Ralph J. Cunningham

Ralph J. Cunningham

The man, the myth, the legend: his name was Ralph and he was number one. 

If you met Ralph most likely he’d tag you with a nickname (that is if he liked you): Alice, Toots, Tessy, Linus, Motormouth, Bugs, Scooch, the ultimate male, Morehead and a few we can’t mention. With Ralph you got the unvarnished truth: he had no filter.  He worked shift work at DuPont and napped on the couch in the daytime; don’t think about changing the channel; he was watching it with his ears. Of course that was one of the few times he’d explain himself.  His usual explanation was because he said so.  

He was a fun dad, but he had little tolerance for laziness, stupidity, irresponsibility and phone calls to his home between 4-6 p.m.  He made Christmas magical: his kids got a bundle and he always hid one last gift.  His house was decorated to the max; uncles on the roof making reindeer sounds and there were Ho Ho Hos off in the distance. 

For family and friends he was Mr. Fix It, though his temper was often on the short side.  Some projects got tossed against a wall.  But he’d eventually get everything to work, even if it took duct tape and a little PVC.  Ralph worked at his friendships: he had them for life.  Always with a rod in hand; he fished all over Jersey and he did a little scuba diving. 

Once while under the water he found a cash box and turned it over to the authorities. He enjoyed playing darts and horseshoes.  For entertainment he watched old westerns on VHS and messed with telemarketers and his favorite baseball team was not the Phils; he stuck with the A’s when they moved from Philadelphia to Oakland.  All day Sunday football on the TV was a given. He was a statistics man.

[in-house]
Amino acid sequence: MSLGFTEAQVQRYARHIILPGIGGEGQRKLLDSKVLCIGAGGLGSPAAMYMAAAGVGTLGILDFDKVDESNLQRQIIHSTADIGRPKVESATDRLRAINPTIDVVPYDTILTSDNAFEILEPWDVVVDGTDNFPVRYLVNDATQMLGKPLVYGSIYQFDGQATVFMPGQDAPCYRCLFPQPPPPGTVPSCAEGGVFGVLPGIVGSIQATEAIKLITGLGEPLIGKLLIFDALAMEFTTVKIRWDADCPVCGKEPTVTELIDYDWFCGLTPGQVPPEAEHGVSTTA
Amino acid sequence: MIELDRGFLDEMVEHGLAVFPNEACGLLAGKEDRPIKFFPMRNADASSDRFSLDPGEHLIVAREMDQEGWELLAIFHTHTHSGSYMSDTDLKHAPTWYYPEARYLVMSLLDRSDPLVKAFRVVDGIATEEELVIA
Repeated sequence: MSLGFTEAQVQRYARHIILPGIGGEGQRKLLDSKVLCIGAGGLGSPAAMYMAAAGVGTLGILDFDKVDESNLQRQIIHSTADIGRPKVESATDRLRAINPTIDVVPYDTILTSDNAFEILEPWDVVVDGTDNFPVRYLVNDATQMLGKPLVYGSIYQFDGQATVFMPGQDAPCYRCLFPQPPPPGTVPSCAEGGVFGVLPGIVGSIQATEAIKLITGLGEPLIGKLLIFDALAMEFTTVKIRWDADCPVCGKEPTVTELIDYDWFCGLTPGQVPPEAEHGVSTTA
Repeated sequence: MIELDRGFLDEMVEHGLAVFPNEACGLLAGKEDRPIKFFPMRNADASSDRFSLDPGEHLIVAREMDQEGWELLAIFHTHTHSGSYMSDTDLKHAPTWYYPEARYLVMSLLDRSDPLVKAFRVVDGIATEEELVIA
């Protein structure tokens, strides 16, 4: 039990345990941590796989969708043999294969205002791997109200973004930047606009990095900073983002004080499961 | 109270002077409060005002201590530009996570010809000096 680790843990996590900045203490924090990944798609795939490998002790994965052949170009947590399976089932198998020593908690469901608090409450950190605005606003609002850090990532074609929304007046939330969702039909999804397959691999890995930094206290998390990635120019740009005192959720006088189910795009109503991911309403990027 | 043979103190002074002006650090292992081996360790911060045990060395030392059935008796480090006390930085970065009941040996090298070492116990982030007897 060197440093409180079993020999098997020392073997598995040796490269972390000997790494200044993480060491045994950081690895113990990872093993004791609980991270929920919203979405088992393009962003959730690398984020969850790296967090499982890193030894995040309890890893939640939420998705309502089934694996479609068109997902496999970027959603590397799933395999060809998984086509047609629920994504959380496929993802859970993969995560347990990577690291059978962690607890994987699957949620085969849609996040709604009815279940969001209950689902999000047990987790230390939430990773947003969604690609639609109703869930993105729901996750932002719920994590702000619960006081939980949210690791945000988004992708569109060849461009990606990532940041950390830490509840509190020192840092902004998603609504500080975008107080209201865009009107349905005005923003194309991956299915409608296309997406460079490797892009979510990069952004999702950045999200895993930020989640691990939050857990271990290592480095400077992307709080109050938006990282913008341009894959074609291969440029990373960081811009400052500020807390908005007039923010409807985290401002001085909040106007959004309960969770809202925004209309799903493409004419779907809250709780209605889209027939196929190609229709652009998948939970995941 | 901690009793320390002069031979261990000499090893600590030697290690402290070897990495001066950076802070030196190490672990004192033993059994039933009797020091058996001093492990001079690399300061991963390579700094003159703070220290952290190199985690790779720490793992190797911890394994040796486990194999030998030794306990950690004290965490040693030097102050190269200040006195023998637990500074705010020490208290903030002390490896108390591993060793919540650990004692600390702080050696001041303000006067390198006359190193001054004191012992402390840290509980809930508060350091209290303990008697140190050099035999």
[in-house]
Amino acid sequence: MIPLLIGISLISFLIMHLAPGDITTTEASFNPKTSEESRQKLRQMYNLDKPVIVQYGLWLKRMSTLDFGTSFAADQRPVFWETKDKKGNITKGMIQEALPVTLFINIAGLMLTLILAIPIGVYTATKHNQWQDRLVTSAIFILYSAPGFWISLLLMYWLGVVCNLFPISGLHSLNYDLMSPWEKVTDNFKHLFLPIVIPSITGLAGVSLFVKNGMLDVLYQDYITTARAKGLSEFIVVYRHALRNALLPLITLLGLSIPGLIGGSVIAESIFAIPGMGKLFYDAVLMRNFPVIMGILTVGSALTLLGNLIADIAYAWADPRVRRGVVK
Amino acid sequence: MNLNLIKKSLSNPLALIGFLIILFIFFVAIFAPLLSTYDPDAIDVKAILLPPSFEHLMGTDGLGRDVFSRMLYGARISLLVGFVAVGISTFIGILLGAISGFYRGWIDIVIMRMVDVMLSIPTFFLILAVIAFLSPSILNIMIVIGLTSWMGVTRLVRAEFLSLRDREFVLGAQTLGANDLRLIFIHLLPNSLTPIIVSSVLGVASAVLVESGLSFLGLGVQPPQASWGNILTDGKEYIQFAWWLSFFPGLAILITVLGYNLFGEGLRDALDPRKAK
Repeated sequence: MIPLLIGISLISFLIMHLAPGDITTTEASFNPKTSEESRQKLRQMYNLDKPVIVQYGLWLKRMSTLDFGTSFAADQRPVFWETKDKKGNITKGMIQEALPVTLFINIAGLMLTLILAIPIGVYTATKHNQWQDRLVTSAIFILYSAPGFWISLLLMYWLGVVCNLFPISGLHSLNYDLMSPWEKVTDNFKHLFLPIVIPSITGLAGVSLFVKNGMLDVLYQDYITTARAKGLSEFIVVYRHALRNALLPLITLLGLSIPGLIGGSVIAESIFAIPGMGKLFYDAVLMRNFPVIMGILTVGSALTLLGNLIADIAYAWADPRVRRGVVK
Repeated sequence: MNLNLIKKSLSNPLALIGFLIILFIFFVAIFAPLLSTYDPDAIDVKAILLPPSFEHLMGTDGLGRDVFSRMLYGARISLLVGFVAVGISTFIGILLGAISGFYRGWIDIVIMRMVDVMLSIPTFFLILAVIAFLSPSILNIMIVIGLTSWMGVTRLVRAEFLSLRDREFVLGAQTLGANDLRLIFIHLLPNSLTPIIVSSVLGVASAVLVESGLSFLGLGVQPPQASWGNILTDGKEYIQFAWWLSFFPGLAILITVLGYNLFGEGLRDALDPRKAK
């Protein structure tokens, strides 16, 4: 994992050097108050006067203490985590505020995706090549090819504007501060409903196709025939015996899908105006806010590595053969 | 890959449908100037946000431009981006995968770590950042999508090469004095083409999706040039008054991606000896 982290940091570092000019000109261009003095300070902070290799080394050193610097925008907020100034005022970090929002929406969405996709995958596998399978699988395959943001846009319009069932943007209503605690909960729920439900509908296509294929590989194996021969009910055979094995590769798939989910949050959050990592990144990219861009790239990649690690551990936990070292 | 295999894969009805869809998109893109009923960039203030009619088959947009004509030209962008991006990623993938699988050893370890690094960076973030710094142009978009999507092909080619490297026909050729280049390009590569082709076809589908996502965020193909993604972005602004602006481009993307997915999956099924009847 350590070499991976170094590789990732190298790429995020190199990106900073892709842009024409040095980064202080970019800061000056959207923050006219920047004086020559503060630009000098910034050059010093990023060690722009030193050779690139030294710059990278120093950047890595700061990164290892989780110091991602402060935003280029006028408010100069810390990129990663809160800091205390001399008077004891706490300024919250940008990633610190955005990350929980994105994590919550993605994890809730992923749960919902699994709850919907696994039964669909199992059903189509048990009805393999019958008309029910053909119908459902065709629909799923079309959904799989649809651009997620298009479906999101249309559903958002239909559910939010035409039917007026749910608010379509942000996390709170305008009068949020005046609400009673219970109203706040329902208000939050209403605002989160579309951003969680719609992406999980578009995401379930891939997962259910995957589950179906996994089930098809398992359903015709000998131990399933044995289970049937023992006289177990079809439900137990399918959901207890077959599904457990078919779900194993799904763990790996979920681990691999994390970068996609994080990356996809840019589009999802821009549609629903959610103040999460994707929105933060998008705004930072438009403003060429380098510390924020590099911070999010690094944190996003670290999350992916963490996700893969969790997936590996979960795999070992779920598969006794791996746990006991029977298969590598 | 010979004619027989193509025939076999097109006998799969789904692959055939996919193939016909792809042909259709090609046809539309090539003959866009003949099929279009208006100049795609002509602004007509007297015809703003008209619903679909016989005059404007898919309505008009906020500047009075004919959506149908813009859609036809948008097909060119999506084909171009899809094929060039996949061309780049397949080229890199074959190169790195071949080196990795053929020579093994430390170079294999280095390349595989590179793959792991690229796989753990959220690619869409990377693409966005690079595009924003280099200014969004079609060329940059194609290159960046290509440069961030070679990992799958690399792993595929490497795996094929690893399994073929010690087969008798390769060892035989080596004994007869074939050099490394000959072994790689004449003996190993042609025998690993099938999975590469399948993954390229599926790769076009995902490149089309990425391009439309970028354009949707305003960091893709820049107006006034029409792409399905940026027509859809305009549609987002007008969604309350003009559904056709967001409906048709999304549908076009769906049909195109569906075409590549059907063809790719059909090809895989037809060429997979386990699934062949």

Ralph was the husband of the late Beverly Mason and father of Jody Cunningham Bradway, Kim (Gary) Minguez, Ralph (Nicole) Cunningham Jr., and Kelly (Steve) Cunningham-Rohrer, brother of Richard (Judy) Cunningham, grandfather of 9 and great grandfather of 10. Larry and Kathy Mason, a nephew and niece he and Bev raised as their own.  Also surviving are his birds, Wacko and Leroy; aka his chickens.  In the end, departure was hard for him as he wanted to stay and protect his children.

A celebration of his 83 years was enjoyed by his family and a memorial service will be held at a later time.

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